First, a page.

What’s inside a geophone?

The guts inside this little cylinder we call a “geophone” allow your Raspberry Shake to sense earthquakes near and far- be they beneath your feet or on the other side of the planet. Be it the pitter-patter of your child racing around the house, a passing train, or a small earthquake, the geophone is always registering interesting activity, much of which cannot be perceived by our senses. So, what’s inside and how does one work?

First, let’s talk parts. The geophone is made up of (from left to right):

  • Positive and negative terminals
  • A steel case and magnet
  • An inertial mass (aluminum) - just a fancy term in physics for an object that resists acceleration. An enameled Copper wire forms a coil tightly wound around the inertial mass
  • Some springs

Pretty simple!

A geophone works by generating electric signals that represent ground motion (and earthquakes!). These signals are “+” and “-” and, since they are measured by a Voltage, we commonly refer to them as “analog” signals.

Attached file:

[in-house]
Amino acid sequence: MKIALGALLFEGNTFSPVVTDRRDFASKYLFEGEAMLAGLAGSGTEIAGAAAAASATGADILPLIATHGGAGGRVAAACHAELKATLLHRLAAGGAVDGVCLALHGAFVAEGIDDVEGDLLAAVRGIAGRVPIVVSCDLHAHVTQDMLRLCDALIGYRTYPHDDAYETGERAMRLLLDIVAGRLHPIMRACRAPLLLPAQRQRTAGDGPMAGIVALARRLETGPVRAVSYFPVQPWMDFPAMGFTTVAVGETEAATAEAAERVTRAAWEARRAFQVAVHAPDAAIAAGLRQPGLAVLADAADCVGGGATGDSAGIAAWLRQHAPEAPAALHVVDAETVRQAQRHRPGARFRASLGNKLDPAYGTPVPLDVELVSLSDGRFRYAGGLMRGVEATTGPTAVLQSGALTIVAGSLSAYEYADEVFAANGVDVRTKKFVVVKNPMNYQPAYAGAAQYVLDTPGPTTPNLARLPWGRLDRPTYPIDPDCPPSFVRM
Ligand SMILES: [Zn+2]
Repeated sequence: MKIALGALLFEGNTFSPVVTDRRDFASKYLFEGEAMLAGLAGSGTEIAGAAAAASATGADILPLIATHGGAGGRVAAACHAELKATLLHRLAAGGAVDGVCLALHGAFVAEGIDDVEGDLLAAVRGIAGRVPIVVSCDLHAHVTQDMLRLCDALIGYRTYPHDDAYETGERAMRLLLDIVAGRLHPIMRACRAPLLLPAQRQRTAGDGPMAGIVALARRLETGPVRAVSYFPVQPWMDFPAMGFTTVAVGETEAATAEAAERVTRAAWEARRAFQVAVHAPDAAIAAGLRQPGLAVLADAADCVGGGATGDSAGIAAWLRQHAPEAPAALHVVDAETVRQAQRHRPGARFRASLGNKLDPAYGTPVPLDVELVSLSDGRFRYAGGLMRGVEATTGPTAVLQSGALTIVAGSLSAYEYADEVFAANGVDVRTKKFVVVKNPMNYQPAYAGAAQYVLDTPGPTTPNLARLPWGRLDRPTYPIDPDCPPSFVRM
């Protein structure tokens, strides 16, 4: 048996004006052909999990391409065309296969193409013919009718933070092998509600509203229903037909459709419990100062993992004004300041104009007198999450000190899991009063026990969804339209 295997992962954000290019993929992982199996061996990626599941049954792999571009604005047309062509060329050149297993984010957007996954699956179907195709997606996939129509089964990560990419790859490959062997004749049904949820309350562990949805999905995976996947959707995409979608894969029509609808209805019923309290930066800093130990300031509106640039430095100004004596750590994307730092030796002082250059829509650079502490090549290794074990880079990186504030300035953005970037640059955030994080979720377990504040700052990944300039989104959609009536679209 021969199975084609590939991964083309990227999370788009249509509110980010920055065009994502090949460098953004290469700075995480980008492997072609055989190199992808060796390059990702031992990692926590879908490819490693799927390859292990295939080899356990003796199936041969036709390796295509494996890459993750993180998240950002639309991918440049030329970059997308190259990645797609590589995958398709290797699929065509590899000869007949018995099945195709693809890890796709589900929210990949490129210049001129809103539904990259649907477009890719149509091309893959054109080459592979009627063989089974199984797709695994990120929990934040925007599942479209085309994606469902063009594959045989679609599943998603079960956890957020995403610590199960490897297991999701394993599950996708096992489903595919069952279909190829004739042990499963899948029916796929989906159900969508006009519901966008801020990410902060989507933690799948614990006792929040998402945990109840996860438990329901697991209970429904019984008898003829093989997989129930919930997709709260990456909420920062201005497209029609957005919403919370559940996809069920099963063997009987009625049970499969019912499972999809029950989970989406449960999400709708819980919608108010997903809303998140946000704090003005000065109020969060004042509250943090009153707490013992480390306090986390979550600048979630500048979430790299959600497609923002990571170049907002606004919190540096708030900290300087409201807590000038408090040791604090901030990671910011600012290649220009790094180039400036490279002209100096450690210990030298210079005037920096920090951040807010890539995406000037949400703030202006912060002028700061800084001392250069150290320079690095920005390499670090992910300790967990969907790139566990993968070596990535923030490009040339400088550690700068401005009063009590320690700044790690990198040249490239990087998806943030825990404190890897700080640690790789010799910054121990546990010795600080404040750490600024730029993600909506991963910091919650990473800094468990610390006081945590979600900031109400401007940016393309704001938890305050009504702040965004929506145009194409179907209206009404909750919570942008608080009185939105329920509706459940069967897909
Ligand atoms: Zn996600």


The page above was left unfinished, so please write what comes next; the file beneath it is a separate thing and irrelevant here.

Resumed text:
In your elementary school physics or science classes, you probably learned that when you pass a magnet through a coil, an electrical current is generated in the coil. This is exactly what happens inside a geophone - a coil suspended on a spring surrounds a magnet.

As the Earth moves and shakes, the inertial mass rises and falls, passing up and down around the magnet. The very tiny current generated inside the coil passes to the positive and negative terminals from where we then pass it to the Raspberry Shake board. The Raspberry Shake board then converts the signal to a digital signal that you can see on your computer screen.

Get your own pre-cut geophone at our shop. Perfect for the classroom!


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